Nothing can create stress and even disconnection for a couple like the holidays!  In the season of peace, love and joy, far too many couples feel anything but those healthy, bonding emotions.  Often when we are coaching an engaged couple who say that they never fight, all that we have to do is ask the question, “Where will you spend the holidays?”. Then we just sit back and watch the sparks fly! Here are some boundaries and tools to consider so that “all is calm, all is bright” describes your holiday season.

    1. Do not assume anything! Communicate clearly with one another about your Holiday expectations and desires. You each may need to compromise, negotiate and sacrifice something that you each want to come up with a game plan.
    2.  Mutually decide where and with whom you will spend the holidays. If both sides have families in the same area, don’t try to be two places at once. Make the plan that works for you and your relationship. Families may not like it, but they will accept it if you hold the line.
    3. Mutually decide ahead of time how long you will stay at each home or event that you attend. This prevents making you or your partner the “bad guy” or the “resentful guy” if one of you decides to stay or leave, but the other one doesn’t want to.
    4. Don’t neglect your “couple time.” Schedule dates when it’s just the two of you… and don’t try to finish your shopping list on the date. Go out for a cup of coffee or a long walk. It doesn’t have to be expensive.
    5. Allow for extra time everywhere you go. Traffic and crowds are always heavy in the holiday season, so don’t cram your schedule full. You will be less prone to argue over “nothing” if you aren’t stressed by time.
    6. Agree on off limit topics, especially religion and politics, with family members or at social events. And be sure NEVER to agree publicly with someone who disagrees with your mate. There is a time and place for such discussions, but holiday gatherings are not the time or place.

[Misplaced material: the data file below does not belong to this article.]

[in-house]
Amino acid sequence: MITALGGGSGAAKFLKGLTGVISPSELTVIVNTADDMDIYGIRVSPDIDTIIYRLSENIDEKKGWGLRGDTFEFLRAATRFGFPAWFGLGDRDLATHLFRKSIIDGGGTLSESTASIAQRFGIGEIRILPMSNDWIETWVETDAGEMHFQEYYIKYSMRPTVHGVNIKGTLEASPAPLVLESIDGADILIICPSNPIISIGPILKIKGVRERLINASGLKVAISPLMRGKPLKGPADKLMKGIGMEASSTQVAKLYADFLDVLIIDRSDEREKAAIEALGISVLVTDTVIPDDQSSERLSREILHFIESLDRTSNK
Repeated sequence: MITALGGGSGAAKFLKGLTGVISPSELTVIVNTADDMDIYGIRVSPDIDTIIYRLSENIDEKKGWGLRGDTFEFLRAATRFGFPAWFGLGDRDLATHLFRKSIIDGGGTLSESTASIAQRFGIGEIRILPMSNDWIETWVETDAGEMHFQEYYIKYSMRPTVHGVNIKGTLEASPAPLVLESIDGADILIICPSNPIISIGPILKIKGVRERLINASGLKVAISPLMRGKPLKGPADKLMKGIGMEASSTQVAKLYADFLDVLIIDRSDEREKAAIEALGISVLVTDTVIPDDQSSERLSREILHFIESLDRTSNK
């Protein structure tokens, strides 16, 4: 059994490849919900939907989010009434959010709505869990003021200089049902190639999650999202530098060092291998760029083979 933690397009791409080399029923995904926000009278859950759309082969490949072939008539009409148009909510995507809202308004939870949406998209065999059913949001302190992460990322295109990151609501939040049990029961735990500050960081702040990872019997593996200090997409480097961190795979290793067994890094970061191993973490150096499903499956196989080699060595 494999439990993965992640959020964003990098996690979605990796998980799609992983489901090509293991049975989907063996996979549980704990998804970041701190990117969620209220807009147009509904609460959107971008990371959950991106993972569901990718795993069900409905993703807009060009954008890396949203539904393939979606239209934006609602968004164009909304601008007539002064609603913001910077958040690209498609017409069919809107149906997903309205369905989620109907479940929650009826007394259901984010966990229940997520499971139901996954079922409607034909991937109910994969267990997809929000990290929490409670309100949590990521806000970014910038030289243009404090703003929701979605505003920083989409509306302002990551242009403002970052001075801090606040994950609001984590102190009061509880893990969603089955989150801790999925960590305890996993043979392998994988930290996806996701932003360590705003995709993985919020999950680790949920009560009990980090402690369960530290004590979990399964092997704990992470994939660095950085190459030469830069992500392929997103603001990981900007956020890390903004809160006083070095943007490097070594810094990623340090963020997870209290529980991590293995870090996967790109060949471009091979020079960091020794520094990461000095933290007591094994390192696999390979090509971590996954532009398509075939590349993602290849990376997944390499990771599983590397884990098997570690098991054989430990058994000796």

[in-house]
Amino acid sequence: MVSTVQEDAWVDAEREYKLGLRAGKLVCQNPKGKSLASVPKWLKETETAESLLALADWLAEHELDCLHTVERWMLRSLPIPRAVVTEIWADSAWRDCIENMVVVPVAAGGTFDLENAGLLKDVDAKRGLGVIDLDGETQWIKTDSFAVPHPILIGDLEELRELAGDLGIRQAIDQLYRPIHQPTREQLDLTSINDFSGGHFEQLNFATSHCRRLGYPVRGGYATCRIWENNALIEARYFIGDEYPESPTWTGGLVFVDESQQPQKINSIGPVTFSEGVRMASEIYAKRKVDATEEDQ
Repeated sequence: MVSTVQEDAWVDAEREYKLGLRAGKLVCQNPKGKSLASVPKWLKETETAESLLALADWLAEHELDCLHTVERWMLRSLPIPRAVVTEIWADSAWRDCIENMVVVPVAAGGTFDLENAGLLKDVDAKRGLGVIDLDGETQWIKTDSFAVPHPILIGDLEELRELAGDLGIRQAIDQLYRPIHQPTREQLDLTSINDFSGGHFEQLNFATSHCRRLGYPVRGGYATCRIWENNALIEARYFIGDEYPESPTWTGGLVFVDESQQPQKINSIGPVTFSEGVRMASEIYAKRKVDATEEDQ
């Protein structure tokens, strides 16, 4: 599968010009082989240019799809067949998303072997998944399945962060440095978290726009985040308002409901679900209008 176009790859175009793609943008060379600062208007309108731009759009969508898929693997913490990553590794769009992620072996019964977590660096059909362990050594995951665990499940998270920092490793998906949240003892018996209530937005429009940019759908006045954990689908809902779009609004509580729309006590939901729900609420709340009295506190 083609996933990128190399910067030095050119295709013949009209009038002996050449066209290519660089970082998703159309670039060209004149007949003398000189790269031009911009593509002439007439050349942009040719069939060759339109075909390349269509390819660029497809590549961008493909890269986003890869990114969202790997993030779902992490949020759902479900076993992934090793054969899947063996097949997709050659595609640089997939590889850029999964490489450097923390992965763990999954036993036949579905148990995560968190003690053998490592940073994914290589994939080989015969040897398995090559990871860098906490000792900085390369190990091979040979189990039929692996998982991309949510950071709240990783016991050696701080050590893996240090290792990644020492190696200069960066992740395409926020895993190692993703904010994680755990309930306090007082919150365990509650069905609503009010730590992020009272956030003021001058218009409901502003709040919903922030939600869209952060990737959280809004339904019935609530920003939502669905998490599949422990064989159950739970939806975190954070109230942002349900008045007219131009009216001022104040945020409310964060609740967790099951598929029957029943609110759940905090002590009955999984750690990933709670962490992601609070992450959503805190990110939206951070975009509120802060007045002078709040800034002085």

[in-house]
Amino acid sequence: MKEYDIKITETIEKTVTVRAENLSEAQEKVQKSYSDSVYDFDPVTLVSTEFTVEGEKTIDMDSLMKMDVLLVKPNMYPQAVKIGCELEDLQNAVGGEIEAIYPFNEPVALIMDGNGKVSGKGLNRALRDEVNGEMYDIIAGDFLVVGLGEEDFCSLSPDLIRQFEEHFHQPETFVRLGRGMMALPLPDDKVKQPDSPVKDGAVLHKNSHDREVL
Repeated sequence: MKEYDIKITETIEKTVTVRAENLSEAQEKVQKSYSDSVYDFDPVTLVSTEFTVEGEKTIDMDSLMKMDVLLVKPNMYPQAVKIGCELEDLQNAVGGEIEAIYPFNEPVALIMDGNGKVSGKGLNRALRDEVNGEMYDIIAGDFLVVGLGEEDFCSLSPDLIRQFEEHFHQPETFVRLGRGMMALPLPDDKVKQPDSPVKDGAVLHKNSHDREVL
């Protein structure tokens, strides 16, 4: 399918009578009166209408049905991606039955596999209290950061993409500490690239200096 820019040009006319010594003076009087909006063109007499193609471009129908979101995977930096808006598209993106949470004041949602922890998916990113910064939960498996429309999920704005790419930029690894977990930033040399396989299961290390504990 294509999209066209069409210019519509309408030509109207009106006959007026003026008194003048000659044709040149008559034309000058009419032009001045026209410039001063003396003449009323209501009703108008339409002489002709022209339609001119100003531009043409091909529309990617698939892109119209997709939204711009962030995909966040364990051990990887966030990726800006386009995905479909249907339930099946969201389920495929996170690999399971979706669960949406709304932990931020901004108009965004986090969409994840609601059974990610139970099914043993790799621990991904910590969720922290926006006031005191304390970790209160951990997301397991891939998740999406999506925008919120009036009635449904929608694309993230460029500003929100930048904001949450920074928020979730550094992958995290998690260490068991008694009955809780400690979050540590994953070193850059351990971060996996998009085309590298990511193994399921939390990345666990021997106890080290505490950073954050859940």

7. Have a game plan for how to manage difficult people at family or social gatherings. Maybe it’s the family member that wants to monopolize all your time. Perhaps it is the person who wants to drag you into their emotional drama. Or it could be the one that comes on to you or becomes obnoxious after a few drinks. With some forethought and creativity, you can work as a team to deal with difficult people and have a more enjoyable time.
    8. And speaking of a few drinks… decide on your limit and agree to let your mate help you hold the line. Another relationship-honoring idea is to engage in social drinking only if your spouse is attending the same mixed-sex event.
    9. The last two are “obvious.” Carefully schedule your family, social, religious and work-related holiday events on a shared calendar. Discuss and agree upon how to handle conflicts in schedules. Don’t be afraid to say “no” to an invitation. Again, make time for your relationship and shared couple experiences.
  1. And last, but not least – budget your holiday expenses and stick to the budget. The beauty of an agreed upon budget is that it’s then the budget that says, “yes” or “no”, and not one of you. Who wants to be the Grinch at Christmas? Let the budget be the Grinch. You will be so glad you did in February when there is not a huge balance due from Christmas and you can enjoy a romantic Valentine’s getaway!